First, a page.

reading between the lines
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Bank Holiday weekends (and particularly the Monday) seem to challenge radio stations.
Since I can remember they have responded to the challenge of replacing their normal schedule by filling it with endless lists. These are normally something along the lines of the 100 ‘Best’ (take your pick) The Beatles/love/country/classical/films/… It was therefore something of a relief to discover that Radio 4 had not bowed to the pressure to put on the ‘100 Best Political Interviews’ or Archers episodes this weekend and stuck to the normal schedule that provides the backdrop to my pottering on a Sunday morning.
Part of the morning service was a reflection on the idea of ‘disagreeing well’ – a term the Archbishop of Canterbury had used in a speech in the House of Lords after the Brexit vote. The speaker on Radio 4, Edmund Newell, recalled a man who was dying in a hospice, unreconciled with his brother with whom he had had an argument decades before and not since spoken to. He talked of Amy Buller who had engaged in challenging dialogue with members of the Nazi party before the Second World War not from a position of appeasement or sympathy but rather to stand up to them. History may judge her to have been naïve but her disagreements with the Nazis were open, frank and direct.
‘Disagreeing well’ is a term I had not heard before to describe a concept that I am familiar with – that of constructive or supportive challenge. Most of us fortunately do not have the Nazis to deal with, and our relations with our family rarely lead to a complete breakdown in communication. What we are all regularly faced with in our work and home lives are differences of opinion or approach. The way we deal with those with a different view (we can choose either to engage constructively or to avoid them) has a huge influence on the outcomes we experience.
It is generally accepted that a diversity of thinking and challenge in a team produces better results. It avoids narrowness of vision, tests assumptions that may be wrong and prevents groupthink. The difficulty is that challenge can come across as personal, about point-scoring and may lead to a breakdown in relationships. I have witnessed, at Board level, an entirely positive and collaborative mood flip, as a result of a challenge being taken badly, to one of sulky defensiveness. It is the result of ‘disagreeing badly’ and it took some skill by the Chair to turn it around by getting everyone to confront what was going on.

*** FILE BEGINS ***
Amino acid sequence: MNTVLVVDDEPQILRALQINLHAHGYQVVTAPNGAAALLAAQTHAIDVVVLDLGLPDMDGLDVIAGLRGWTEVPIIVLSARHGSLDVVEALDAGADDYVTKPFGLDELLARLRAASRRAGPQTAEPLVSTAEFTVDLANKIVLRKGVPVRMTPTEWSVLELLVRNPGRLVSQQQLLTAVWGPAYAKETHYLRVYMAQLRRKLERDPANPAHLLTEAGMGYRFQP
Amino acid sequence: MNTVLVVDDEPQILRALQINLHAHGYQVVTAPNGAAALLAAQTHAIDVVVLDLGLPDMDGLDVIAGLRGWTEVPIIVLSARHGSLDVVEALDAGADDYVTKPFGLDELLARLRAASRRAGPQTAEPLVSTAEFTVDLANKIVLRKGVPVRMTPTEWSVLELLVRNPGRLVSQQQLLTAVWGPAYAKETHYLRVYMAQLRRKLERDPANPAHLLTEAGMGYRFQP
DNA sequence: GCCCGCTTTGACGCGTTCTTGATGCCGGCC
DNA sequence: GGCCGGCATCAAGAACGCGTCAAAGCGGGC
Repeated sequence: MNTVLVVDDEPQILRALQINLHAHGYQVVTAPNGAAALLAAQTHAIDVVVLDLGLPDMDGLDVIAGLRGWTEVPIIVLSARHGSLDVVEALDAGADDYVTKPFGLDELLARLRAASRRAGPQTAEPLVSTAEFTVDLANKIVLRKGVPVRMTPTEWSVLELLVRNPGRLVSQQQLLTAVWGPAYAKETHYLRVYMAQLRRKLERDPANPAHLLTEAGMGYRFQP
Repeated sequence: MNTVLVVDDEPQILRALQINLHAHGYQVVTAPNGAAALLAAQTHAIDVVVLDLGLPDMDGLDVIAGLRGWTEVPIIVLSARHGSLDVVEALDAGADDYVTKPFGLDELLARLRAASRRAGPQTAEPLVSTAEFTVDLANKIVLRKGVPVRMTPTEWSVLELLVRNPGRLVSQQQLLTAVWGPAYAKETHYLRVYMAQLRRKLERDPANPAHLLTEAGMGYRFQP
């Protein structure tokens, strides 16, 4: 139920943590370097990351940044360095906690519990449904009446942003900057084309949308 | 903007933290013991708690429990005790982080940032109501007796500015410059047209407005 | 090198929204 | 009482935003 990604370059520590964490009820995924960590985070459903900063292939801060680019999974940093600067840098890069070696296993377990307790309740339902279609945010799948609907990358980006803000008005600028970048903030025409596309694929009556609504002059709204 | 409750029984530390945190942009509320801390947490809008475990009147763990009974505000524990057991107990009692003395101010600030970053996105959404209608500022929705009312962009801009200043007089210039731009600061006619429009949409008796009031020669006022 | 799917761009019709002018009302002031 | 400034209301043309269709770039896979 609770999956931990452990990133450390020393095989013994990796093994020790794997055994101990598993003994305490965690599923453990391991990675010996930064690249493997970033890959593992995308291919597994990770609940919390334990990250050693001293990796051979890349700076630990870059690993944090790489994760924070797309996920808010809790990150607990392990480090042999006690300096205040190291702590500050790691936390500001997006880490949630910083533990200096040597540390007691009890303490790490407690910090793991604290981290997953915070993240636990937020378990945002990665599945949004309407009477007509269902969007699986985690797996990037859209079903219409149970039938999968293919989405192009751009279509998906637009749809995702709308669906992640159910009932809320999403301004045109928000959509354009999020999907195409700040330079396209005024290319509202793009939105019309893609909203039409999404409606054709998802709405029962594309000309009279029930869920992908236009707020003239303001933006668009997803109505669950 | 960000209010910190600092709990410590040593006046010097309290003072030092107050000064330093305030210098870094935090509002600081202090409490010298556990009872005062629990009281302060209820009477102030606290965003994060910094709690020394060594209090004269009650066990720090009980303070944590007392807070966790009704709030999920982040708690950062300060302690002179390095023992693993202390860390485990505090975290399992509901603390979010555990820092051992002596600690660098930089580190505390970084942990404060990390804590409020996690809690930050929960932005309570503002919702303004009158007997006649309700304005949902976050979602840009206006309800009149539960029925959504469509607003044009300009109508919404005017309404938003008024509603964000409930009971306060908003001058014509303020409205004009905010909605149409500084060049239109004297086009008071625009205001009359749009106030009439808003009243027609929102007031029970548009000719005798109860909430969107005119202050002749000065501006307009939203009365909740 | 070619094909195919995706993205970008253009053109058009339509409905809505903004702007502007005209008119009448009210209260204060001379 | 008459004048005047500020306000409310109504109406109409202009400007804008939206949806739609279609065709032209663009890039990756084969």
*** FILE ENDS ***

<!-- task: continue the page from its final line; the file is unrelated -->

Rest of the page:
So how do you get teams to ‘disagree well’? In the spirit of the those ‘Best of’ lists I started with here are my ‘Top 3’:
- It is and is not personal. Recognise that individual team members’ experiences and backgrounds determine how they interpret a particular situation or event. Don’t be surprised if others have a different standpoint to yours – it does not make them wrong.
- Focus on the outcome. The aim of collaborative working is to reach the best outcome by using the combined talents of the team not for an individual to win at the expense of others. Be open to others’ ideas and build on them – it is rare that one person has the whole answer.
- Be candid and respectful. Don’t leave the room having failed to put your point across and getting sulky. At the same time, give others space to put their views across. If chairing a meeting look out for those who are shutting down – they probably have something to say.
Few of us are sociopaths who enjoy conflict, but running away from disagreement may well be the worst approach to take both at work and home, the trick is to do it well.Back to Insights